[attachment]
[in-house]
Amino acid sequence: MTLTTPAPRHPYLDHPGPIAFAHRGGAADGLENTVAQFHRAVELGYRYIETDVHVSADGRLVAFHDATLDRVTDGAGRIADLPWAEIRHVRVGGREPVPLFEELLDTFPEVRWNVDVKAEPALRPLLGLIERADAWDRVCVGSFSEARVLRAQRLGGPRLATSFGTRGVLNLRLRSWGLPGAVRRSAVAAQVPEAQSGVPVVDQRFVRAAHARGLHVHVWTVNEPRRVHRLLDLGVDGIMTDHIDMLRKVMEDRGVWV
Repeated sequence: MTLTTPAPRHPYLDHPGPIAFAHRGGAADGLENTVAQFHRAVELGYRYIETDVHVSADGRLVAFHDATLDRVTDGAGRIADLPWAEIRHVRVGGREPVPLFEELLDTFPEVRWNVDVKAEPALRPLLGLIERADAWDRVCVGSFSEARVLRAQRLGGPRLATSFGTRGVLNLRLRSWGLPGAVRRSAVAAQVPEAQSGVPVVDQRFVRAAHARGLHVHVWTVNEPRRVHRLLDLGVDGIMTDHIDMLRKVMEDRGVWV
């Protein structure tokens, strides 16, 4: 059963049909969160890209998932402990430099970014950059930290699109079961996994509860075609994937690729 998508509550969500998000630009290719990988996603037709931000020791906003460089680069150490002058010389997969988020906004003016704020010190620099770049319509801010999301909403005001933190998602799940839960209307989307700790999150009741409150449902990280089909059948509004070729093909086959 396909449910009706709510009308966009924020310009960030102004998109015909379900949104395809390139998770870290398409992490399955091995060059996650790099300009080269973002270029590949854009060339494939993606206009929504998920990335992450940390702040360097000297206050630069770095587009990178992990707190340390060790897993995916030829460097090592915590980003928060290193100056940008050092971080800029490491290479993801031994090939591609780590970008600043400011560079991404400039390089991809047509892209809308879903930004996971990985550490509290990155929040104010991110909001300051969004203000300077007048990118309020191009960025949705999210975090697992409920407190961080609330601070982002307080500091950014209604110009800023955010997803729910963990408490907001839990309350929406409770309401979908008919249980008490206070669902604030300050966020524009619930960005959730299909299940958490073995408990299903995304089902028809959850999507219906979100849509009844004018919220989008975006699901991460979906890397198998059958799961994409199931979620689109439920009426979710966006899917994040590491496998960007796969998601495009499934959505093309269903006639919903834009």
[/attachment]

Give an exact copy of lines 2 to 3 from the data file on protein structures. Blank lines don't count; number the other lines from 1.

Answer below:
Amino acid sequence: MTLTTPAPRHPYLDHPGPIAFAHRGGAADGLENTVAQFHRAVELGYRYIETDVHVSADGRLVAFHDATLDRVTDGAGRIADLPWAEIRHVRVGGREPVPLFEELLDTFPEVRWNVDVKAEPALRPLLGLIERADAWDRVCVGSFSEARVLRAQRLGGPRLATSFGTRGVLNLRLRSWGLPGAVRRSAVAAQVPEAQSGVPVVDQRFVRAAHARGLHVHVWTVNEPRRVHRLLDLGVDGIMTDHIDMLRKVMEDRGVWV
Repeated sequence: MTLTTPAPRHPYLDHPGPIAFAHRGGAADGLENTVAQFHRAVELGYRYIETDVHVSADGRLVAFHDATLDRVTDGAGRIADLPWAEIRHVRVGGREPVPLFEELLDTFPEVRWNVDVKAEPALRPLLGLIERADAWDRVCVGSFSEARVLRAQRLGGPRLATSFGTRGVLNLRLRSWGLPGAVRRSAVAAQVPEAQSGVPVVDQRFVRAAHARGLHVHVWTVNEPRRVHRLLDLGVDGIMTDHIDMLRKVMEDRGVWV